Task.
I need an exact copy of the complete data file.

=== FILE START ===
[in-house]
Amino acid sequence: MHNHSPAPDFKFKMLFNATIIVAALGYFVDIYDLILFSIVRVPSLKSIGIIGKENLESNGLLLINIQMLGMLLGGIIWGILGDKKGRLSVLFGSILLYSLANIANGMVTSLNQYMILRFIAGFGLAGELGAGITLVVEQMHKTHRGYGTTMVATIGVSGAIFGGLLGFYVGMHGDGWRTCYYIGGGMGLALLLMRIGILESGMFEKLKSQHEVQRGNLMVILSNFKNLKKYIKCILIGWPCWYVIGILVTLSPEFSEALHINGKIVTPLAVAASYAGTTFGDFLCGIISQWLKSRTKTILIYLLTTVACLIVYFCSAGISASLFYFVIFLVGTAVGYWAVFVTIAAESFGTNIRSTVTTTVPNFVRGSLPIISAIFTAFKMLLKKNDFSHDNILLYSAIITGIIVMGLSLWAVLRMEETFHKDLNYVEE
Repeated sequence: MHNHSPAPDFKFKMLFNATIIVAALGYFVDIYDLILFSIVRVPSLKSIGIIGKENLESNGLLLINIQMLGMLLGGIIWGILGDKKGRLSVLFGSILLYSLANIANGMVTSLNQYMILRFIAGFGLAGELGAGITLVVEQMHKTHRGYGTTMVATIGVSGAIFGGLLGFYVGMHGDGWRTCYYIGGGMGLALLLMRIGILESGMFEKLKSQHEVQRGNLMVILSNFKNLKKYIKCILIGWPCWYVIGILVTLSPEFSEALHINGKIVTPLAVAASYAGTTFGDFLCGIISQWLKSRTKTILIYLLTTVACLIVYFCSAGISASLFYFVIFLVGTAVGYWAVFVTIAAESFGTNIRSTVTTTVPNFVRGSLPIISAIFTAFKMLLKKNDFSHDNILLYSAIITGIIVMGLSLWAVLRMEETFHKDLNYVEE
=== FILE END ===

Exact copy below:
[in-house]
Amino acid sequence: MHNHSPAPDFKFKMLFNATIIVAALGYFVDIYDLILFSIVRVPSLKSIGIIGKENLESNGLLLINIQMLGMLLGGIIWGILGDKKGRLSVLFGSILLYSLANIANGMVTSLNQYMILRFIAGFGLAGELGAGITLVVEQMHKTHRGYGTTMVATIGVSGAIFGGLLGFYVGMHGDGWRTCYYIGGGMGLALLLMRIGILESGMFEKLKSQHEVQRGNLMVILSNFKNLKKYIKCILIGWPCWYVIGILVTLSPEFSEALHINGKIVTPLAVAASYAGTTFGDFLCGIISQWLKSRTKTILIYLLTTVACLIVYFCSAGISASLFYFVIFLVGTAVGYWAVFVTIAAESFGTNIRSTVTTTVPNFVRGSLPIISAIFTAFKMLLKKNDFSHDNILLYSAIITGIIVMGLSLWAVLRMEETFHKDLNYVEE
Repeated sequence: MHNHSPAPDFKFKMLFNATIIVAALGYFVDIYDLILFSIVRVPSLKSIGIIGKENLESNGLLLINIQMLGMLLGGIIWGILGDKKGRLSVLFGSILLYSLANIANGMVTSLNQYMILRFIAGFGLAGELGAGITLVVEQMHKTHRGYGTTMVATIGVSGAIFGGLLGFYVGMHGDGWRTCYYIGGGMGLALLLMRIGILESGMFEKLKSQHEVQRGNLMVILSNFKNLKKYIKCILIGWPCWYVIGILVTLSPEFSEALHINGKIVTPLAVAASYAGTTFGDFLCGIISQWLKSRTKTILIYLLTTVACLIVYFCSAGISASLFYFVIFLVGTAVGYWAVFVTIAAESFGTNIRSTVTTTVPNFVRGSLPIISAIFTAFKMLLKKNDFSHDNILLYSAIITGIIVMGLSLWAVLRMEETFHKDLNYVEE